Hawke’s Bay Dragon Boat Club Sends Team to Karapiro International Event


The Hawke’s Bay Dragon Boat Club team look stylish in their new uniforms.

Although the chills and fevers of winter are almost behind us, dragon fever may have hit the bay.

Hawke’s Bay Dragon Boat Club had its official launch in January 2020, but with Covid restrictions the club has struggled to grow, says secretary-treasurer Dot Foote. However, that hasn’t stopped enough members from forming a partial team to compete in next year’s international event to be held at Lake Karapiro.

“It’s been hard to get people, but we have about 10 crew members and we can team up with another crew for the event,” Dot said.

The Hawke’s Bay club has 80 people on its books, with a core group of 16-18. Within this group is a strong contingent of breast cancer survivors, forming the Bay Bosom Buddies who will compete at Karapiro.

Breast cancer survivors and dragon boat racing have their origins in Canada, where in 1996 sports medicine physician Dr. Don McKenzie started the Abreast in a Boat dragon boat team to test the myth that repetitive upper body exercise in women being treated for breast cancer promotes lymphedema. . Dr. McKenzie believed that by following a special program of exercise and training, women could avoid lymphedema and lead full, active lives. Following the lead of that original Abreast in a Boat team, many teams have been formed around the world, with dragon boat racing now the fastest growing water sport in the world.

About 4,000 people are expected next year at the International Breast Cancer Paddlers Commission (IBCPC) event, which is usually held every four years and attracts breast cancer dragon boat teams from around the world,

“We just want to be part of it. We’ll do our best,” Dot said.

A dragon boat is 12m long, has a crew of 20 paddlers and a broom that stands at the stern and steers with a long oar. A drummer, or caller, sits at the front of the boat and faces the crew, drumming a rhythmic beat for the crew to paddle. Dot says they are delighted to have Raquel Matiaha on board who has joined the club as a coach and sweep.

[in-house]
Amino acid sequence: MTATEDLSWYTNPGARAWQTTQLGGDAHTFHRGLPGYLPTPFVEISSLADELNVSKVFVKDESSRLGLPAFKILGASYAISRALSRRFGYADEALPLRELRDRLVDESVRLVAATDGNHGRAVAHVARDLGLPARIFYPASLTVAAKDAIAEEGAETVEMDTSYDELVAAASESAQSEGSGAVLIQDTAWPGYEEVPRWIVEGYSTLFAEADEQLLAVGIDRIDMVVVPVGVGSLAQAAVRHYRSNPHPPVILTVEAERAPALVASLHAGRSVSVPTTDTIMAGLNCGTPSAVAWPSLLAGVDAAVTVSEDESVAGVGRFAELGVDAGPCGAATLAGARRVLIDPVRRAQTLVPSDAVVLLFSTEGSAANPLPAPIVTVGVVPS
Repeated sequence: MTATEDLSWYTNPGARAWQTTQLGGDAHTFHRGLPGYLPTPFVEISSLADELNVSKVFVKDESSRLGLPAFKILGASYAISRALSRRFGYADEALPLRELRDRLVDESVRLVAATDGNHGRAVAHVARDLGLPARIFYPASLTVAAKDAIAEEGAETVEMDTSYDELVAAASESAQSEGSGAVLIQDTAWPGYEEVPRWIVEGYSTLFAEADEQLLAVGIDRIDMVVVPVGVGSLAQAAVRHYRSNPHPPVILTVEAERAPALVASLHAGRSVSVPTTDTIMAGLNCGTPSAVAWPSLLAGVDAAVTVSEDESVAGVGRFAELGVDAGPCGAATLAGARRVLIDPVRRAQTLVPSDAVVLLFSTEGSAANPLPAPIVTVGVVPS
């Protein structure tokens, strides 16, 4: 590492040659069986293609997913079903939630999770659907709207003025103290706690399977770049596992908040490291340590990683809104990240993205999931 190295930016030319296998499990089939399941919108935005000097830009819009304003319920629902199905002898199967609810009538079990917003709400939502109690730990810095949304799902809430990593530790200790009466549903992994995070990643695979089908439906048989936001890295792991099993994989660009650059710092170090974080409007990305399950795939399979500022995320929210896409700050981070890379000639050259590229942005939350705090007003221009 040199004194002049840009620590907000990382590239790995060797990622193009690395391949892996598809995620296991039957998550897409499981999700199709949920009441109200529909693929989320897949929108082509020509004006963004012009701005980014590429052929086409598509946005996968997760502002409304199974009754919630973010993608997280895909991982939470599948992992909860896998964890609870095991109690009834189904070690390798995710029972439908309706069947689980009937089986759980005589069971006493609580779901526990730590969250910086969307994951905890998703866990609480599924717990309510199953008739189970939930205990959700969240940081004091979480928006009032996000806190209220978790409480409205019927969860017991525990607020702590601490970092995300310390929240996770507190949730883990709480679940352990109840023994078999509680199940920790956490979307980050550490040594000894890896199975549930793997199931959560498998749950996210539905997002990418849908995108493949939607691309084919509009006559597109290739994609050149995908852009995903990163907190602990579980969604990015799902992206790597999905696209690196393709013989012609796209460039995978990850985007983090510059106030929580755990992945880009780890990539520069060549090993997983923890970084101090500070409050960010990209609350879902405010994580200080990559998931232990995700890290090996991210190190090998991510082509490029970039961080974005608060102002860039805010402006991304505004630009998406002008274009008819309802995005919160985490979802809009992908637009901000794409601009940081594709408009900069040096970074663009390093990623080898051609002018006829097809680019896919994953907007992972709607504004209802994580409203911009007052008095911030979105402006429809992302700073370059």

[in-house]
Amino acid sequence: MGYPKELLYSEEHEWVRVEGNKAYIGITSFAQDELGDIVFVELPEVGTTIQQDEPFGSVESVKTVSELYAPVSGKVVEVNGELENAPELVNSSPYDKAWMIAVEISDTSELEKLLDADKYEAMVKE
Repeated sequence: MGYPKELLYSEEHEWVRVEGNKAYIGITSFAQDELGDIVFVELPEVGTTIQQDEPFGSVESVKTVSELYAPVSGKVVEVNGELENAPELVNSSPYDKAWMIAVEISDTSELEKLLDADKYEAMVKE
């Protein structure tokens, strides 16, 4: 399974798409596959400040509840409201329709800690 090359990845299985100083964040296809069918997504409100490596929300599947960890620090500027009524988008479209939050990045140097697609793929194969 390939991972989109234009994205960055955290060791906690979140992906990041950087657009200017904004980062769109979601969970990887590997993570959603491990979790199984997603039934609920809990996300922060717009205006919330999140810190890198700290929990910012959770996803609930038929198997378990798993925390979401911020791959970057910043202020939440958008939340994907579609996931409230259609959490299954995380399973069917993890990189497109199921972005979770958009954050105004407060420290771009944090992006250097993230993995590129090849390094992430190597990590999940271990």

“Raquel has paddled for many years with the Wairarapa club and has been looking forward to getting back into dragon boating since moving to Hawke’s Bay. She is developing an enthusiastic group eager to get out on the water as soon as possible.”

The club usually goes out for a paddle on Saturdays from 9am. Dot says the dragon boat promotes teamwork and camaraderie.

“People participate until they are 80 – there is no upper age limit. You don’t have to be as fit as people might imagine. Each person has one-twentieth of the necessary power.”

The club “inherited” a boat that had been unused for several years and required restoration work, which was carried out by a local builder who gave his time. Club members also helped with the sanding and painting, before she could get back in the water.

After months of fundraising, the club recently took delivery of T-shirts and caps.

“They add to our sense of place – it gets our name out there.”

Dot is quick to point out that the club is open to anyone over the age of 12, whether or not they are a breast cancer survivor. She also says there is no need to have previous boating experience.

“When I joined it was completely new to me. I had no boating experience or knowledge. For most people it’s new. You don’t have to feel like you join a team that has it all figured out.”

■ Anyone interested in dragon boat racing, phone 021 151 2747 or email [email protected]


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